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Franchising Kelechi Osemele is a luxury the Ravens can't afford

In this Aug. 3, 2015, file photo, Baltimore Ravens guard Kelechi Osemele lines up for a play during training camp in Baltimore.
In this Aug. 3, 2015, file photo, Baltimore Ravens guard Kelechi Osemele lines up for a play during training camp in Baltimore. (Patrick Semansky / Associated Press)

In a perfect world, the Ravens would be awash in salary cap space and have the luxury of using the franchise tag on offensive guard/tackle Kelechi Osemele.

But that's far from their current reality.

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Starting today and continuing until March 1, teams have the option of using the franchise tag to keep a prospective free agent off the open market.  As I wrote in a story in today's print version, the Ravens will likely use the tag on kicker Justin Tucker if the two sides are unable to agree on a long-term contract extension over the next two weeks.

Tucker is one of the game's best kickers and he also nullifies opposing return games with his long kickoffs. If he plays the season under the franchise tag, he would make approximately $4.5 million in 2016. It's a steep price, but it wouldn't hamstring the Ravens to the point where they'd be unable to make any other moves to upgrade the roster.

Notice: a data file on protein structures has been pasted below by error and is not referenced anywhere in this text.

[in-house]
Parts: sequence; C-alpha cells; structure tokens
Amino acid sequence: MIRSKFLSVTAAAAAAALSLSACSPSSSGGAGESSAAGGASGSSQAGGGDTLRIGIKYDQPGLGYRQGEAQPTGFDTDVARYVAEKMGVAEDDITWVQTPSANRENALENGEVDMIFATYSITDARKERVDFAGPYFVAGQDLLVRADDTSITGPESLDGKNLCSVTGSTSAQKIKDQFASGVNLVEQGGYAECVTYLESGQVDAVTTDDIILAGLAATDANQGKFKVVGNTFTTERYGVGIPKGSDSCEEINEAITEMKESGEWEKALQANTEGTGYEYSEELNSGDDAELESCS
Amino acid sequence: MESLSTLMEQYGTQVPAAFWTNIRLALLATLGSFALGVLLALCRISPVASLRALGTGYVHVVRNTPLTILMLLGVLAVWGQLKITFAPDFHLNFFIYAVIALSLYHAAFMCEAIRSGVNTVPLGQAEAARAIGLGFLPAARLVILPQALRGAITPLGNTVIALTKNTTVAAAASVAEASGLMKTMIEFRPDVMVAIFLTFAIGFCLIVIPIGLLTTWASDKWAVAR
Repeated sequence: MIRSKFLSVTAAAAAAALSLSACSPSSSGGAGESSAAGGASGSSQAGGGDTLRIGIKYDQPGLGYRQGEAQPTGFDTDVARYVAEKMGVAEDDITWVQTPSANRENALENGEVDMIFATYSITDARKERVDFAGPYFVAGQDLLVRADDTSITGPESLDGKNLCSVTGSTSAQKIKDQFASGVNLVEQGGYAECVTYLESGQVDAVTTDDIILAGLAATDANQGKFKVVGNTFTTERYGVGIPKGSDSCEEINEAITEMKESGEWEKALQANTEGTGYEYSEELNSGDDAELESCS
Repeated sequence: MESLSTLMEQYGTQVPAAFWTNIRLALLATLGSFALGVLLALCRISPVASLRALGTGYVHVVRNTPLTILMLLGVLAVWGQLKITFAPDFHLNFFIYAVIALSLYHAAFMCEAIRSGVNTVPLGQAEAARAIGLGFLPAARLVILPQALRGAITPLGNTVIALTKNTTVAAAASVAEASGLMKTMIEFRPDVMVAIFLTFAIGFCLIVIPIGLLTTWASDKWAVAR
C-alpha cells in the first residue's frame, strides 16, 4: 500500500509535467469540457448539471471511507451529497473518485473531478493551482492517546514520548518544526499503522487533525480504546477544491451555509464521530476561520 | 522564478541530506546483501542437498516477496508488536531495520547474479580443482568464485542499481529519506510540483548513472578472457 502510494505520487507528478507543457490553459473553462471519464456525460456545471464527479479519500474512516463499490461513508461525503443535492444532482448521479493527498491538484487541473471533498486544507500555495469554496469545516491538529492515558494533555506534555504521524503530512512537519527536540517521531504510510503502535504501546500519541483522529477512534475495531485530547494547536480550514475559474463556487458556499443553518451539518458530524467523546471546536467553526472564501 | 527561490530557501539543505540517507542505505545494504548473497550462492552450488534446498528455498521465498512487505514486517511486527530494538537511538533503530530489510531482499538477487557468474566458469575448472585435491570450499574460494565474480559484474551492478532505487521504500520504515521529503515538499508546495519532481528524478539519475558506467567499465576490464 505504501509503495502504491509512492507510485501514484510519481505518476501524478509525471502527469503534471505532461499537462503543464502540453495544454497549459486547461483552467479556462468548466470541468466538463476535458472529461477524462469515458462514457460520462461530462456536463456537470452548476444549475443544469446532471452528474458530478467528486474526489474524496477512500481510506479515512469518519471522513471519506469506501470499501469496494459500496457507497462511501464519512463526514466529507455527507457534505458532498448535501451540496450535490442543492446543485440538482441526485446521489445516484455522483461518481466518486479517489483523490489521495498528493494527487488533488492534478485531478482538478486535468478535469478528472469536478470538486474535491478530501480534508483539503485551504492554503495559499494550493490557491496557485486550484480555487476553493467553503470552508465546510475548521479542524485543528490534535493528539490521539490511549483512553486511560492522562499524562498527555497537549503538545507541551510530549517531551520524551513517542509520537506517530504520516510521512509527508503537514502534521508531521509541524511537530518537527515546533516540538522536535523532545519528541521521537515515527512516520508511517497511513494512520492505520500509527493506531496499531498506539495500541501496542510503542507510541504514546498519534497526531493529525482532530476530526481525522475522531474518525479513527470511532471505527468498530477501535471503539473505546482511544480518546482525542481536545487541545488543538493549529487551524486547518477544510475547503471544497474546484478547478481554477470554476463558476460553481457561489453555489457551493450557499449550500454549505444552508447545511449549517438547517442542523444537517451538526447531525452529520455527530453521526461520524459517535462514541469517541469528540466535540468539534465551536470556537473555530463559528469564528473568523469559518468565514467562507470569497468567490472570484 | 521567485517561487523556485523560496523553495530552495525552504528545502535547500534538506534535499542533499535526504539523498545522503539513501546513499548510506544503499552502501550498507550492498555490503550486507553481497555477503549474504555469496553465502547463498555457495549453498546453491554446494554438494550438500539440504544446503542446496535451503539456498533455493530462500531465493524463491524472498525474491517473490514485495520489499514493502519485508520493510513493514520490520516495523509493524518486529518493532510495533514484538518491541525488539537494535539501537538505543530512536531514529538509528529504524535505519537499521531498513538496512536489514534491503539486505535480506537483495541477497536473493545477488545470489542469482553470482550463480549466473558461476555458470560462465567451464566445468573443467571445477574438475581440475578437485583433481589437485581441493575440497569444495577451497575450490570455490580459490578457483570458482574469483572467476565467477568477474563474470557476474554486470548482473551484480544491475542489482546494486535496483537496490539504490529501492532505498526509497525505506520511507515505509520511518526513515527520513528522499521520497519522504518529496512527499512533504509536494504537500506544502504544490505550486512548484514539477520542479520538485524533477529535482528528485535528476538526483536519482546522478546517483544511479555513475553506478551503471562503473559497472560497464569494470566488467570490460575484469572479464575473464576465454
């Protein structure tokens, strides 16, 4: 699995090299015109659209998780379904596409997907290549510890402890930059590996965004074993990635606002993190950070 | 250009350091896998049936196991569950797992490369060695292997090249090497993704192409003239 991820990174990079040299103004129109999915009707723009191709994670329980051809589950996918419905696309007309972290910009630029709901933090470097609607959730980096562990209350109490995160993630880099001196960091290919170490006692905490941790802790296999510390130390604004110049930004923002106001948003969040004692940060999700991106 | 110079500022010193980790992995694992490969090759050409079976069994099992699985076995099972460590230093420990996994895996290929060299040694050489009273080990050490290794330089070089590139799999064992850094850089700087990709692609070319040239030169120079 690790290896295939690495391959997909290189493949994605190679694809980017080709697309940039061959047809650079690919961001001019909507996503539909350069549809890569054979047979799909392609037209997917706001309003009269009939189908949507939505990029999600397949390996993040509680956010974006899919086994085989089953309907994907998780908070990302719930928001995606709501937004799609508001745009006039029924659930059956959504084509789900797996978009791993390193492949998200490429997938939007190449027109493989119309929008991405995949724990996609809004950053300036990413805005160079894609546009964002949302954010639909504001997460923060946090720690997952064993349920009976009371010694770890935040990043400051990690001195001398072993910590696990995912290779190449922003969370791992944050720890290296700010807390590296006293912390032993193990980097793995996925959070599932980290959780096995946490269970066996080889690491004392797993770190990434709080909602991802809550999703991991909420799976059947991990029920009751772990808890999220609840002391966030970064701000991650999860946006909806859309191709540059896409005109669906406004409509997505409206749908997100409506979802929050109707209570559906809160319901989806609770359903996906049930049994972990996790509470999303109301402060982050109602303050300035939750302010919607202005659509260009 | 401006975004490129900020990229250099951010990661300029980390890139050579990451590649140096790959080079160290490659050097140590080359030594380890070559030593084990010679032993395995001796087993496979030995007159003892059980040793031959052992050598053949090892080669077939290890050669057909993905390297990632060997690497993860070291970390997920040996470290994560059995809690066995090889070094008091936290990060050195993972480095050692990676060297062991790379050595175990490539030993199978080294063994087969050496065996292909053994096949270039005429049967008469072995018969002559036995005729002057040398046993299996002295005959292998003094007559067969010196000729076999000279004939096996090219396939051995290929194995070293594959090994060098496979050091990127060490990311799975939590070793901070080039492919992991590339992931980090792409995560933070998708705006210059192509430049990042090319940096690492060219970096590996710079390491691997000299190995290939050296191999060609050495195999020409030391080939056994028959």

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Franchising Osemele, on the other hand, would be a backbreaker. The franchise tag for offensive linemen doesn't differentiate between tackles, guards and centers. As a result, the current figure for offensive linemen will likely approach $14 million.

Even if the Ravens view Osemele as their left tackle of the future, that's far too much money, given the team's salary cap situation.

"You don't have a tackle let alone a guard making $14 million a year. That's a huge windfall," said Joel Corry, a former NFL agent who writes about the salary cap and business of football for CBS Sports and National Football Post. Osemele's "not a franchise tag candidate. They don't have the cap space to do that."

Thus, Osemele is expected to hit the open market on March 9, barring a contract extension with the offensive lineman over the next three weeks.

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